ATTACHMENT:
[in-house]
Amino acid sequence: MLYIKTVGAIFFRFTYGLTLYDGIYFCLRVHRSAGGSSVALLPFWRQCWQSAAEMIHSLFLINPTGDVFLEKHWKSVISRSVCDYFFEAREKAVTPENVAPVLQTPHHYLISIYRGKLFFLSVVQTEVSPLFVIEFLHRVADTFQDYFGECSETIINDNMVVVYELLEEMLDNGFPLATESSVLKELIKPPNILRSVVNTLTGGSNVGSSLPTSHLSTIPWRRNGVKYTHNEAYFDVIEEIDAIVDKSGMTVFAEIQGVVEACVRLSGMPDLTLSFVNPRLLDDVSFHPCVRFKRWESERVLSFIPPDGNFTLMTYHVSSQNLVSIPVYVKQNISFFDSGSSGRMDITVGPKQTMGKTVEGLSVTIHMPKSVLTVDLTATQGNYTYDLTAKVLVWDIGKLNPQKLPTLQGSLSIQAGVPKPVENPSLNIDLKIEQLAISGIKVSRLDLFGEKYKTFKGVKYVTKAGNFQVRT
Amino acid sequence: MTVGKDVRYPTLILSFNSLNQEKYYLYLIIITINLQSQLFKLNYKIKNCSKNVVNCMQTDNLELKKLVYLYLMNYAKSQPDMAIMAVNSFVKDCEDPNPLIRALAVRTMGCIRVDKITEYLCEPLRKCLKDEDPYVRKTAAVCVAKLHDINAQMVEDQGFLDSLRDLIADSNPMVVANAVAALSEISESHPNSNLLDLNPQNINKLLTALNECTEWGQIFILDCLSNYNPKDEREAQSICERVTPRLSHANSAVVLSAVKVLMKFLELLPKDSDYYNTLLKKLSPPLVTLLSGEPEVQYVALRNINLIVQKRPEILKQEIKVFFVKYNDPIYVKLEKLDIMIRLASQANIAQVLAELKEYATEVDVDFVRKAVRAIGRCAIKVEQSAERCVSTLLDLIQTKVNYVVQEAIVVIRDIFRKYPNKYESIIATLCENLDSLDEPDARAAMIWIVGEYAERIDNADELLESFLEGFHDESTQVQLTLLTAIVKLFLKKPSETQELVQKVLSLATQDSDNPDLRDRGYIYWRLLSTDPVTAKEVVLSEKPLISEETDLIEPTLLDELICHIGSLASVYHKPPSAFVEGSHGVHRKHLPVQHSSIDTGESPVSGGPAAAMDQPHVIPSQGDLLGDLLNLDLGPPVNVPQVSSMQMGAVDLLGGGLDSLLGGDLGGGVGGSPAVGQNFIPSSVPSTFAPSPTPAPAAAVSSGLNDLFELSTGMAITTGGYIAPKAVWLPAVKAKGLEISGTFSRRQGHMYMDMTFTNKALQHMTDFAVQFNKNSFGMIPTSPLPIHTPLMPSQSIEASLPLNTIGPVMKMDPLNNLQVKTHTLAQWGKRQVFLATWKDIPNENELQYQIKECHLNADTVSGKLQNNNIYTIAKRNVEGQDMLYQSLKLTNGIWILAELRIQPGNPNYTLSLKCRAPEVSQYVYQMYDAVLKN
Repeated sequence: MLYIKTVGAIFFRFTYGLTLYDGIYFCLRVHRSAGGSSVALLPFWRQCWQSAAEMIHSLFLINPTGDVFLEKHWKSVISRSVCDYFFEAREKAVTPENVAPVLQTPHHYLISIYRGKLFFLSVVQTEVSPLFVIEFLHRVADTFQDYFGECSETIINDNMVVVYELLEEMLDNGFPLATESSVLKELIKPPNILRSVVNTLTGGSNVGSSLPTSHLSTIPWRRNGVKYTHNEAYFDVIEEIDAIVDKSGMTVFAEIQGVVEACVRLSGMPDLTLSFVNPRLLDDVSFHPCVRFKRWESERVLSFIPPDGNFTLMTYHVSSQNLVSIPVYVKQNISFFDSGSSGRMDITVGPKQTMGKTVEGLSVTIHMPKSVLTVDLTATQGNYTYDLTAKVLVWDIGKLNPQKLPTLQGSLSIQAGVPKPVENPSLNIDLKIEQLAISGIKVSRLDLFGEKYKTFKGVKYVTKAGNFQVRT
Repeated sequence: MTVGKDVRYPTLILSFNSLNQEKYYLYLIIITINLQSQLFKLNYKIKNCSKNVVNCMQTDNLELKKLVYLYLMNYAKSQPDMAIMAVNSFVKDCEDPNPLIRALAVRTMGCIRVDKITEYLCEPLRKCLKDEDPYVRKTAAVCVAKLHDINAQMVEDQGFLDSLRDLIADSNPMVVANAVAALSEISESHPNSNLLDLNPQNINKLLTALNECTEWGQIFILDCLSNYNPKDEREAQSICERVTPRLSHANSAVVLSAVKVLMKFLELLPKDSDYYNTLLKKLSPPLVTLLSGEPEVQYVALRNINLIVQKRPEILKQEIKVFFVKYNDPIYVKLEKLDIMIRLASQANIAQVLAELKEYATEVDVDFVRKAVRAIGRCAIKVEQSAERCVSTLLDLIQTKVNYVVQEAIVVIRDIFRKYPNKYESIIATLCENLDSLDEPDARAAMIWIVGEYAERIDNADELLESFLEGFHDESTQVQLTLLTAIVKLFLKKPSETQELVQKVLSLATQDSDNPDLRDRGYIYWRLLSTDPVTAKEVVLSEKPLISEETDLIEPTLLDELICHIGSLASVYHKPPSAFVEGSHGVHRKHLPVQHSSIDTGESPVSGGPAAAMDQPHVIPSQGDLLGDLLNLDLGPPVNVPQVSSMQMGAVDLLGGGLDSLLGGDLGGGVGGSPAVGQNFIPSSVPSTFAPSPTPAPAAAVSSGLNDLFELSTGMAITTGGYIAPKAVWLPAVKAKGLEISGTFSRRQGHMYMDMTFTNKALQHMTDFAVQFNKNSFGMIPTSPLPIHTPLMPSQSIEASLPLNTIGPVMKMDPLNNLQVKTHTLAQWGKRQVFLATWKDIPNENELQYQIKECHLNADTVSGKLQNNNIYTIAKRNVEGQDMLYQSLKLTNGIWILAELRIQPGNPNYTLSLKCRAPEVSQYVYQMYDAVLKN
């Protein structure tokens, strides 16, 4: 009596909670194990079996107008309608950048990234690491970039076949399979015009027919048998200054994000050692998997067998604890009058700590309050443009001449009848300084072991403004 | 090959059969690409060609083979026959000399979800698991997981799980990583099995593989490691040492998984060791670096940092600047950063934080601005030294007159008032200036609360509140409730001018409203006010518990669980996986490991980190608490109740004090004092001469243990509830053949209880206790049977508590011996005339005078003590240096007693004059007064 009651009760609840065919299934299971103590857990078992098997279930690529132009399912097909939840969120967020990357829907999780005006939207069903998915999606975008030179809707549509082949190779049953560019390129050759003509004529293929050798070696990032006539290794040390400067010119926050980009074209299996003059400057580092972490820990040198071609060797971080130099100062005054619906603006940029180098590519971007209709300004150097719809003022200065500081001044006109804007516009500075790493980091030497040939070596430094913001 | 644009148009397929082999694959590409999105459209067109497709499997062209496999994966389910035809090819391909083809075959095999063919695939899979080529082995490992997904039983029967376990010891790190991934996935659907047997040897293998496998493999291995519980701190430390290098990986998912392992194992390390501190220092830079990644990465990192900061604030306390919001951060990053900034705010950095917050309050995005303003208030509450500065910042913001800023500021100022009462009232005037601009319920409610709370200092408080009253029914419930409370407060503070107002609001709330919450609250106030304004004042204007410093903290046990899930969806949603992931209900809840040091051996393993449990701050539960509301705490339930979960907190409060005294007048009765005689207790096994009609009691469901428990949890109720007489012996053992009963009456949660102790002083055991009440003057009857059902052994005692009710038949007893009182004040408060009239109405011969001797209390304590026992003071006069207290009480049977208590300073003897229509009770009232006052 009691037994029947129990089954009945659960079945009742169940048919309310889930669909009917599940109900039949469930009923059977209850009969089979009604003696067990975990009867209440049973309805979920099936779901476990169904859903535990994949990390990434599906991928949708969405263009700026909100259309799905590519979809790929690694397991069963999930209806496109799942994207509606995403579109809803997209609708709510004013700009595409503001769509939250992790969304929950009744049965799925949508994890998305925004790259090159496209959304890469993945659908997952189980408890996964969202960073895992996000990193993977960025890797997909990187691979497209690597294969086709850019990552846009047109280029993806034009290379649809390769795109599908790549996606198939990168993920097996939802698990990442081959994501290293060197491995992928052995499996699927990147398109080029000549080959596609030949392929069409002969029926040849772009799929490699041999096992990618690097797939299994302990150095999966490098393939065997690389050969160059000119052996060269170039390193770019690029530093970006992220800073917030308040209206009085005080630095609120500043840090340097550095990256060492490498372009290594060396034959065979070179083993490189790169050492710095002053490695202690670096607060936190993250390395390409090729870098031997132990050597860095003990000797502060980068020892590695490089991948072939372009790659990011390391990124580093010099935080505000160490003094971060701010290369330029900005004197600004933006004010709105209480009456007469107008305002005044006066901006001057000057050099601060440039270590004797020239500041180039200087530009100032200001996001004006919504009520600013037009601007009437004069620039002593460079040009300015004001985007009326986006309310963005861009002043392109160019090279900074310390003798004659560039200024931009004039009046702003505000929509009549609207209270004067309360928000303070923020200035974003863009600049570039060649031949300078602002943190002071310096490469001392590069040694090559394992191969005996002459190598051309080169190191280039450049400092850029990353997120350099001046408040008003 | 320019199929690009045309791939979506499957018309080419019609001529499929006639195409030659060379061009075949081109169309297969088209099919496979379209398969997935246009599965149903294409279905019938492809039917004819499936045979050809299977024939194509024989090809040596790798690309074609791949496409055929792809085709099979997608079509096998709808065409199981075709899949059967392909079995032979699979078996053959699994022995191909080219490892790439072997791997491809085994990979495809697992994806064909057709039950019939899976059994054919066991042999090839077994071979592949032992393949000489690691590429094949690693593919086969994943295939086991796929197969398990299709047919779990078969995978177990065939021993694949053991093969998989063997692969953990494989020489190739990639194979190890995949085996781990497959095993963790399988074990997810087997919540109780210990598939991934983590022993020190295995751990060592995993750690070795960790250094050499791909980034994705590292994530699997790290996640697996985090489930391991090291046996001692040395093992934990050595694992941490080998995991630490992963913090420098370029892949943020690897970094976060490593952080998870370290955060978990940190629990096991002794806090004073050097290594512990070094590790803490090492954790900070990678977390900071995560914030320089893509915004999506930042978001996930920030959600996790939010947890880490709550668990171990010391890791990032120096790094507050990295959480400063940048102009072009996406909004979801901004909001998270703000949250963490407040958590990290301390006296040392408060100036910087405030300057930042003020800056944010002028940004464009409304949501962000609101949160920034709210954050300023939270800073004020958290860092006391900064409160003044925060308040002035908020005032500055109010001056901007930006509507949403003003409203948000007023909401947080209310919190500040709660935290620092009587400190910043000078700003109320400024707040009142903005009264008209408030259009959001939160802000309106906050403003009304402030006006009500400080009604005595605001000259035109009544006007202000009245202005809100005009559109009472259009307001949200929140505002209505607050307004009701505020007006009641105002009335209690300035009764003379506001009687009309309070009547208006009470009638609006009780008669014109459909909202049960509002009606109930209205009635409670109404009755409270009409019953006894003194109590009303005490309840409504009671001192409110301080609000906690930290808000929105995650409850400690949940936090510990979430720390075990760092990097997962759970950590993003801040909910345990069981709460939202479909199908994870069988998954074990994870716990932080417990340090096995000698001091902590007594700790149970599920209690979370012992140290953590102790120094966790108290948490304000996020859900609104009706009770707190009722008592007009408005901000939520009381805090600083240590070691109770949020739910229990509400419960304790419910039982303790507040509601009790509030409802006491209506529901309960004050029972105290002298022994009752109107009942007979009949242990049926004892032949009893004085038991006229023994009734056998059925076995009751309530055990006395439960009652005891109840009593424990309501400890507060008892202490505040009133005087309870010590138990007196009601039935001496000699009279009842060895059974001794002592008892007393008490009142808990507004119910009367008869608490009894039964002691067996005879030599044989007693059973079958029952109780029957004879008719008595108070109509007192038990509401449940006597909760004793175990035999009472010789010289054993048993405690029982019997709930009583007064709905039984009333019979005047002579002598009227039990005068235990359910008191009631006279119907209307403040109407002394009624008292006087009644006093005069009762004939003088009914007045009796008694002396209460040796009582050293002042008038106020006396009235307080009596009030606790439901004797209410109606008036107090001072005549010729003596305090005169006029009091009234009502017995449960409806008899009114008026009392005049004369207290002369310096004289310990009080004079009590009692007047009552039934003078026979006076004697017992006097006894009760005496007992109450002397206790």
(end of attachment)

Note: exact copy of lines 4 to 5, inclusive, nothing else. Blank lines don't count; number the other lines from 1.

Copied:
Repeated sequence: MLYIKTVGAIFFRFTYGLTLYDGIYFCLRVHRSAGGSSVALLPFWRQCWQSAAEMIHSLFLINPTGDVFLEKHWKSVISRSVCDYFFEAREKAVTPENVAPVLQTPHHYLISIYRGKLFFLSVVQTEVSPLFVIEFLHRVADTFQDYFGECSETIINDNMVVVYELLEEMLDNGFPLATESSVLKELIKPPNILRSVVNTLTGGSNVGSSLPTSHLSTIPWRRNGVKYTHNEAYFDVIEEIDAIVDKSGMTVFAEIQGVVEACVRLSGMPDLTLSFVNPRLLDDVSFHPCVRFKRWESERVLSFIPPDGNFTLMTYHVSSQNLVSIPVYVKQNISFFDSGSSGRMDITVGPKQTMGKTVEGLSVTIHMPKSVLTVDLTATQGNYTYDLTAKVLVWDIGKLNPQKLPTLQGSLSIQAGVPKPVENPSLNIDLKIEQLAISGIKVSRLDLFGEKYKTFKGVKYVTKAGNFQVRT
Repeated sequence: MTVGKDVRYPTLILSFNSLNQEKYYLYLIIITINLQSQLFKLNYKIKNCSKNVVNCMQTDNLELKKLVYLYLMNYAKSQPDMAIMAVNSFVKDCEDPNPLIRALAVRTMGCIRVDKITEYLCEPLRKCLKDEDPYVRKTAAVCVAKLHDINAQMVEDQGFLDSLRDLIADSNPMVVANAVAALSEISESHPNSNLLDLNPQNINKLLTALNECTEWGQIFILDCLSNYNPKDEREAQSICERVTPRLSHANSAVVLSAVKVLMKFLELLPKDSDYYNTLLKKLSPPLVTLLSGEPEVQYVALRNINLIVQKRPEILKQEIKVFFVKYNDPIYVKLEKLDIMIRLASQANIAQVLAELKEYATEVDVDFVRKAVRAIGRCAIKVEQSAERCVSTLLDLIQTKVNYVVQEAIVVIRDIFRKYPNKYESIIATLCENLDSLDEPDARAAMIWIVGEYAERIDNADELLESFLEGFHDESTQVQLTLLTAIVKLFLKKPSETQELVQKVLSLATQDSDNPDLRDRGYIYWRLLSTDPVTAKEVVLSEKPLISEETDLIEPTLLDELICHIGSLASVYHKPPSAFVEGSHGVHRKHLPVQHSSIDTGESPVSGGPAAAMDQPHVIPSQGDLLGDLLNLDLGPPVNVPQVSSMQMGAVDLLGGGLDSLLGGDLGGGVGGSPAVGQNFIPSSVPSTFAPSPTPAPAAAVSSGLNDLFELSTGMAITTGGYIAPKAVWLPAVKAKGLEISGTFSRRQGHMYMDMTFTNKALQHMTDFAVQFNKNSFGMIPTSPLPIHTPLMPSQSIEASLPLNTIGPVMKMDPLNNLQVKTHTLAQWGKRQVFLATWKDIPNENELQYQIKECHLNADTVSGKLQNNNIYTIAKRNVEGQDMLYQSLKLTNGIWILAELRIQPGNPNYTLSLKCRAPEVSQYVYQMYDAVLKN